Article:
Hello and welcome back to Max Q.
In this issue:
I sat down with Astra CEO Chris Kemp and Chief Engineer Benjamin Lyon to learn more about the company’s philosophy and trajectory.
“The expectation I think that a lot of people have is every launch has to be perfect,” Kemp told TechCrunch. “I think what Astra has to do, really, is we have to have so many launches nobody thinks about it anymore.”
How many launches? Eventually, Astra wants to achieve a daily launch cadence; in the interim, the company is aiming for weekly launches as early as next year. It’s a critical part of how the company aims to win amongst an increasingly crowded field of small launch developers — not by being flawless, but by being so low-cost and high-volume that the relative risk of a few catastrophic failures ceases to matter.
Next up for Astra is a trio of launches for NASA under the agency’s TROPICS program. When Kemp discussed the launches with NASA’s Will McCarty at Astra’s Spacetech Day, he reiterated Astra’s perspective on reliability, though it veered close to sounding like a hedge: “I know the team will do everything we can to make sure all three launches and all your satellites are deployed, but it’s good to know that the price point of three launches allows NASA to enable a mission where even if only two are successful […] it is nice to know that even NASA is designing constellations so that the overall constellation performance is the end goal, not thinking about every single satellite, every single rocket launch.”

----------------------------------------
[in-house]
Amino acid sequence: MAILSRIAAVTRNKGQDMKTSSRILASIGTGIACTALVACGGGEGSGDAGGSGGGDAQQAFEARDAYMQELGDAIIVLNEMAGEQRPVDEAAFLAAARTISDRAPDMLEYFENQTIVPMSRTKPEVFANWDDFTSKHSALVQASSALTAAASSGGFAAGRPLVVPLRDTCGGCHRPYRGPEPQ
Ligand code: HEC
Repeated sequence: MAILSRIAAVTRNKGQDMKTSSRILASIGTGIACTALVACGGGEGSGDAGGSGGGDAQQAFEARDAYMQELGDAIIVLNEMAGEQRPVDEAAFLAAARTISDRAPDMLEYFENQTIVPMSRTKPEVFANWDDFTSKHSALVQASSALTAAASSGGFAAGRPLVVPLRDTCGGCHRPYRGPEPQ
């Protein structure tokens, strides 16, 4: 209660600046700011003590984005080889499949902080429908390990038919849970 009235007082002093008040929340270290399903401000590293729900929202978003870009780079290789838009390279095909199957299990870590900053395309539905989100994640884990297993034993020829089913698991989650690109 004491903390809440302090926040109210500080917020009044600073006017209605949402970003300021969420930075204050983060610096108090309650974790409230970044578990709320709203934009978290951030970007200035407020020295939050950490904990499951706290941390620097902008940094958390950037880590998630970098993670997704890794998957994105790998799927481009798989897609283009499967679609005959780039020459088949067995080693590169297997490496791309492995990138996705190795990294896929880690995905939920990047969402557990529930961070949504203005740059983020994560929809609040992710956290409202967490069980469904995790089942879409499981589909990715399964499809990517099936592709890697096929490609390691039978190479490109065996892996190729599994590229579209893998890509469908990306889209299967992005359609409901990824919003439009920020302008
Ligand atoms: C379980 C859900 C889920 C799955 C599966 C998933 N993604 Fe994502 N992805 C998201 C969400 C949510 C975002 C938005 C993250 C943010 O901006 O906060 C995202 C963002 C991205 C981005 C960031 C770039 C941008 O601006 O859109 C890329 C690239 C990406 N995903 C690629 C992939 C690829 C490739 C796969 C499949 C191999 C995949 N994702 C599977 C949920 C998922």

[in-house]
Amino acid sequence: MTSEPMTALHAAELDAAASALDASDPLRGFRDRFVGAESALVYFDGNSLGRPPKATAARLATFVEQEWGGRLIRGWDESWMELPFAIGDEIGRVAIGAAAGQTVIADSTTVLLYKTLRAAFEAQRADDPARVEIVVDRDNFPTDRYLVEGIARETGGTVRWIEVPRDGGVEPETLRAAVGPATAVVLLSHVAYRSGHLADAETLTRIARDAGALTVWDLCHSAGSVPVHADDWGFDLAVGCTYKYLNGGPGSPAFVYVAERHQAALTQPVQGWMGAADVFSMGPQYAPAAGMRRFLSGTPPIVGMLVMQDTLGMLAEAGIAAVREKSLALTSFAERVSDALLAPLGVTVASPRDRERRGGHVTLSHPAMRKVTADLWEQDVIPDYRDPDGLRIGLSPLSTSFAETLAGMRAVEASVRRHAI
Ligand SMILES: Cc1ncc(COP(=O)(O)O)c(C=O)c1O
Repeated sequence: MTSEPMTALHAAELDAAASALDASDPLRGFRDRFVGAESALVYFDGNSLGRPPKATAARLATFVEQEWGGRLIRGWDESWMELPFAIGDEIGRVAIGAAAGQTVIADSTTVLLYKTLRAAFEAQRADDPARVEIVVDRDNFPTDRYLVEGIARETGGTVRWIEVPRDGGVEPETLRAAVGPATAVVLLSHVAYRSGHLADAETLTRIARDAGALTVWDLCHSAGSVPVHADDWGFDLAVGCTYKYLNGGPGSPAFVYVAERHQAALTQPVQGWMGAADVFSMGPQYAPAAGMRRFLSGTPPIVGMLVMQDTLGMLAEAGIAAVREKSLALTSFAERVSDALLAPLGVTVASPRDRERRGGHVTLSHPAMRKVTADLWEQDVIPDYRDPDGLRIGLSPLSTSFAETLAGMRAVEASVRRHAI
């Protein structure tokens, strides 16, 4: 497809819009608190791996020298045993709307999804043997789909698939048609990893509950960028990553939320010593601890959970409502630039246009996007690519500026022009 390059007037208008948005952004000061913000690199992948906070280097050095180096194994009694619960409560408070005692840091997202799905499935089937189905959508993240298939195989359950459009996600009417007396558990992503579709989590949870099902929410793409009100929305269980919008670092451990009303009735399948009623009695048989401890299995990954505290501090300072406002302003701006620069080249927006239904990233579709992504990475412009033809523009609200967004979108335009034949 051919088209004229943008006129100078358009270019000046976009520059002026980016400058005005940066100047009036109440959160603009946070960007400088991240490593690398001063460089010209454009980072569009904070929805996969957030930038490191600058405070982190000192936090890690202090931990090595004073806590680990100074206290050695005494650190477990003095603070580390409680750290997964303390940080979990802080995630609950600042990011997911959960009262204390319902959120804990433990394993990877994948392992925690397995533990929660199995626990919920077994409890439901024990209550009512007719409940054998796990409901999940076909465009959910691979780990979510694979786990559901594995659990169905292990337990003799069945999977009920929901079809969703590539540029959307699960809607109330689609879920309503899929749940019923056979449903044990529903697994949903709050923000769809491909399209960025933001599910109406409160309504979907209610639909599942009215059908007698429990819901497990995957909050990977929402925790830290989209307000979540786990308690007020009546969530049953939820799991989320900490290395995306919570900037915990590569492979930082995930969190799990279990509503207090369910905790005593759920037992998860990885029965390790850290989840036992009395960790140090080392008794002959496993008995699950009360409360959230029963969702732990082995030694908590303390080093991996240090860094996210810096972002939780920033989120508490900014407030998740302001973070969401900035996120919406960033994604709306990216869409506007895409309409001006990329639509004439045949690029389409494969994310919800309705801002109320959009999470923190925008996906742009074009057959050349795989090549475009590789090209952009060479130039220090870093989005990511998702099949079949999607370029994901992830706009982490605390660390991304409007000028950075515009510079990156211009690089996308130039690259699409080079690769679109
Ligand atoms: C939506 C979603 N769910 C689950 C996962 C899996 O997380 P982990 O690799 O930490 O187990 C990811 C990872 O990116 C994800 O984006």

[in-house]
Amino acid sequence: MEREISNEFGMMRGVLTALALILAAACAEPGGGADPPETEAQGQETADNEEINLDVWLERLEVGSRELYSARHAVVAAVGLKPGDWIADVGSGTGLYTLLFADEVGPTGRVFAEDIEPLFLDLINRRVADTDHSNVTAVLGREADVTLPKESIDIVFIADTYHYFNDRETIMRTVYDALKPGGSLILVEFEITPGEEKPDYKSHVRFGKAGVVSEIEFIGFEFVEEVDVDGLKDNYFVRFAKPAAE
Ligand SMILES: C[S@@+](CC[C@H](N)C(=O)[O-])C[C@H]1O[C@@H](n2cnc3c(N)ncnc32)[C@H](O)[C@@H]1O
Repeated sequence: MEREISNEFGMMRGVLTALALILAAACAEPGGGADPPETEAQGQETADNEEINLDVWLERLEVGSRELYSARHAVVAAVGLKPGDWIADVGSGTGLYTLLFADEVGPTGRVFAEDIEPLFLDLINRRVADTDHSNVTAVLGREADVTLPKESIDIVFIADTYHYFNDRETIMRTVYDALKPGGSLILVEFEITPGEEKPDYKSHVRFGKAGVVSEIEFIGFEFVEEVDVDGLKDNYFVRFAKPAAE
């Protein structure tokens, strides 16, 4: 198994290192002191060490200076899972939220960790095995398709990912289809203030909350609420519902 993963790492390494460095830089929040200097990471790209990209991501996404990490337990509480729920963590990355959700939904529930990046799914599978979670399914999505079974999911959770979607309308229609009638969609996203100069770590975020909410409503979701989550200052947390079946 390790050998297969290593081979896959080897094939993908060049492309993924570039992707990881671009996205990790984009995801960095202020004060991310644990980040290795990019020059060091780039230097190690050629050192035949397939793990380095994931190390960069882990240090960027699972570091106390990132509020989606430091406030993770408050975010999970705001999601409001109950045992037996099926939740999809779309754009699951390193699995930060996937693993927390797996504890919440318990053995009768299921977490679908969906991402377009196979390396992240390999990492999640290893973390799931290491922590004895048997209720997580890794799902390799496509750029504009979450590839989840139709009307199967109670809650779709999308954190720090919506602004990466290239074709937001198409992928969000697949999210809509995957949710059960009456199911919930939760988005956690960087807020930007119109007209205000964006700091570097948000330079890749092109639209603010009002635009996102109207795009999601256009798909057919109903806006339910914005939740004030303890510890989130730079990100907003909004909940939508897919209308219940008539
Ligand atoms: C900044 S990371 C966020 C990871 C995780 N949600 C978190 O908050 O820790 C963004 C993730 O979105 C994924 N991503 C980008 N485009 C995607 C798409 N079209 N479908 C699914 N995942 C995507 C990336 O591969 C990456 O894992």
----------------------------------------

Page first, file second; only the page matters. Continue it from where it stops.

World, meet Sagittarus A*, the supermassive black hole at the center of the Milky Way. The black hole was captured in an image for the first time, a landmark scientific achievement that’s gained a lot of media attention. But the role of simulations and synthetic data in the process has been massively overlooked.
TechCrunch’s Devin Coldewey lays out how scientists used synthetic datasets and simulations to assemble the image of the black hole, “despite its relative closeness and the interference from light-years’ worth of dust, nebulae and other vagaries of the void.” Click the link above to learn more about how scientists did it.
I feel like this is the only time I’ll be able to slip in a Nietzsche quote, so allow me the indulgence: “He who fights with monsters might take care lest he thereby become a monster. And if you gaze for long into an abyss, the abyss gazes also into you.”
Max Q is brought to you by me, Aria Alamalhodaei. If you enjoy reading Max Q, consider forwarding it to a friend.